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Now What?

What does a smart teen do when she finishes school here?

What does a smart teen do when she finishes school here?

I am not a local and I am not a teenager. I love it here and I see a lot of happy people including the locals. It took a conversation with a smart 16 year old for me to start thinking about this issue. Now that I have, I would like to think about what we could do to address it.

First, let me state the problem. Kids finish their basic education at 16. Some will be able to go off to a university somewhere, many will not. There is no local university so your opportunities are really limited by what your family can afford. Because of the tourism and resident Gringos here the local population is doing a lot better than in many other areas of Guatemala. But, in general, that doesn’t translate to teenagers being able to go away to college.

That leaves them with some less than exciting options:

  • Go to one of the trade schools and learn how to work in an office
  • Get married (all too young) to someone who can support you
  • Do what your mother did which usually means working as a maid, maybe a waitress or selling things to tourists

That will probably be good enough for some but what about those who have plans/a vision. It is likely that their parents will tell them that’s a nice dream but it is not possible. They will see their peers with a family who can afford it go off to college somewhere. Those that remain will repeat the poor local path of their parents. Worse yet, their peers and parents will see that the idea of education and a future really was no more than a dream.

I don’t have a proposed solution. This post is really about me realizing something that I just would not have seen without the help of a local 16 year old. I do think we owe it to the community to do something. For many of us, this area has been an amazing place to live. What can we do to return the favor?

3 comments to Now What?

  • Carlos Humano

    This may sound (and BE) a rather English-centric answer, but it is an answer nonetheless. Since I work in the University System, I know the system and the trends. Trending now are “FREE ONLINE CLASSES”. This is because so many students get out of a four year liberal arts college with upwards of $75k of debt. Clearly this is not sustainable, so many Universities, like ASU in Tempe, Az, are starting free classes online. I am not yet aware of any free online courses with Spanish, let alone Mayan language teachers, but things are growing quickly in this vein. I am not sure of the funding model, and whether the colleges require some attendance locally to allow the student to graduate. I assume each university has their own system to fund these classes. At the very least, a “schoolroom” of computers to allow these kids to access online classes in Pana would seem to be in order. I know you do this on an as-needed basis for local kids in your home at times. There would have to be some Spanish classes out there.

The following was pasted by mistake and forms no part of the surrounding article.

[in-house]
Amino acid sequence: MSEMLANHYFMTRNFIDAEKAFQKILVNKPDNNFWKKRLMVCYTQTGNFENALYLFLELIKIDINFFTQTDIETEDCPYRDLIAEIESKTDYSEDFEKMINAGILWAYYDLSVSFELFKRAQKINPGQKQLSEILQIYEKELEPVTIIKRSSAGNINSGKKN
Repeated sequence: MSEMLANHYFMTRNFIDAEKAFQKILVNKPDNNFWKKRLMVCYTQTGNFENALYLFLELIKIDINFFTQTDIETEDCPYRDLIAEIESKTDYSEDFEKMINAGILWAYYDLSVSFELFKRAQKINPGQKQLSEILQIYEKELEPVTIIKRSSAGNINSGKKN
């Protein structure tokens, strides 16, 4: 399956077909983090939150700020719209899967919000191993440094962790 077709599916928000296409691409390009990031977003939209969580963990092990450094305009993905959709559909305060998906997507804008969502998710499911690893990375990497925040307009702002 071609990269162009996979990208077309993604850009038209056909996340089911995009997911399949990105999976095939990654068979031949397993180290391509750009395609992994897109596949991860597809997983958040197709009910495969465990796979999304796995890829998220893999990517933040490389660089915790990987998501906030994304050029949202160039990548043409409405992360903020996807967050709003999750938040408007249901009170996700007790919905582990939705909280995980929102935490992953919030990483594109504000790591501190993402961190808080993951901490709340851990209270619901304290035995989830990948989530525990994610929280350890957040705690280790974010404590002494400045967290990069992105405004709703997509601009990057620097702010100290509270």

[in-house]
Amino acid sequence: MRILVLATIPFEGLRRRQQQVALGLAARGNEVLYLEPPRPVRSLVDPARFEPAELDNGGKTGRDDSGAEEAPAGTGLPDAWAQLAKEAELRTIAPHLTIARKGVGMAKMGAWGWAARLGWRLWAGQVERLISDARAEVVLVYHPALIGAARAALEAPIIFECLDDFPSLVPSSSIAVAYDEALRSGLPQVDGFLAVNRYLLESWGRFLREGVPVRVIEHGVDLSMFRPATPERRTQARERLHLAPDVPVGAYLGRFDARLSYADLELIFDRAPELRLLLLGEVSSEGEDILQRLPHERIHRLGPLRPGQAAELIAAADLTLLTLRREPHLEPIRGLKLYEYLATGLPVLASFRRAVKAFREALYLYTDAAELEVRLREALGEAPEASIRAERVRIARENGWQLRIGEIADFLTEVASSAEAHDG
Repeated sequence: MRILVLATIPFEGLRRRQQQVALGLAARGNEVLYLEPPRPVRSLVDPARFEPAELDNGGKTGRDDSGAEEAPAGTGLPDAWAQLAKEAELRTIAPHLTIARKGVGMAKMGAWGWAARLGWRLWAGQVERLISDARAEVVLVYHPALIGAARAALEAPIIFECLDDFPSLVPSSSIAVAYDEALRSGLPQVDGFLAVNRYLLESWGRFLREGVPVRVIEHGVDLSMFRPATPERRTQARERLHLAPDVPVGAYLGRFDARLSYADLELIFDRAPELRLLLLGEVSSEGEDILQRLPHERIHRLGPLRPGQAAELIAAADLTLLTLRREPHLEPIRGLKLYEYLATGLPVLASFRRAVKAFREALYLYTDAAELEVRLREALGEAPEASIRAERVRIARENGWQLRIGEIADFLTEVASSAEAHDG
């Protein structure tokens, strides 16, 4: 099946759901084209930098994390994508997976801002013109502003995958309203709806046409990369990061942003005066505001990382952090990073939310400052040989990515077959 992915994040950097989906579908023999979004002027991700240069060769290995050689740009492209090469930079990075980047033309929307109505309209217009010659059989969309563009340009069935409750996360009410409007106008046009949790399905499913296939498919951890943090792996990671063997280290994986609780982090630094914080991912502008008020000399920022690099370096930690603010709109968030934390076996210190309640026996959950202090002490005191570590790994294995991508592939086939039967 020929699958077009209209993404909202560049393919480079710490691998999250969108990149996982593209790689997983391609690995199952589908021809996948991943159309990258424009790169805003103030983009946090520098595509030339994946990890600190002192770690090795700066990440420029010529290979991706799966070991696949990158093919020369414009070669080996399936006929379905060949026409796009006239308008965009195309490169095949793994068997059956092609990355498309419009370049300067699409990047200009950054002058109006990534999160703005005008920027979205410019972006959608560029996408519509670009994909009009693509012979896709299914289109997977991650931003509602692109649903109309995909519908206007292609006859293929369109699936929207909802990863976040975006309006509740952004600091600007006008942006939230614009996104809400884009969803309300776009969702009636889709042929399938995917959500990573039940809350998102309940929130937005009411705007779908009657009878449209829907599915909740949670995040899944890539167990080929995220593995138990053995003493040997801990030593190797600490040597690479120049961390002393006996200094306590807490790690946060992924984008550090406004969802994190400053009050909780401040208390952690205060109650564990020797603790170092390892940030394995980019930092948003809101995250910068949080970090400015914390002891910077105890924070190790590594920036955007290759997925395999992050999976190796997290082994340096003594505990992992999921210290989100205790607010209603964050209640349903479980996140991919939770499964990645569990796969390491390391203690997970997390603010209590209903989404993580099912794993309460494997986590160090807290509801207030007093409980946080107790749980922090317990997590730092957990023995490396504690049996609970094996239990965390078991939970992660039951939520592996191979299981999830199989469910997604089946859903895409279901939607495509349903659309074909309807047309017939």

Now if this could be mated with an area where the kids (who are very dextrous) could be employed to do anything from rewinding motor coils to assembling PCBs…. and an area to socialize, well, in the US we would have to corporatize this and capture revenue off it! It’s too bad that hand-made tapestry is not in more demand these days, because the Maya can sure amaze there!


  • admin

    Good suggestion. My only concern would be that “socialization” is also needed. That’s what being on a university campus offers that you don’t get with on-line education. But, I like the suggestion and maybe the social aspect can be addressed separately.

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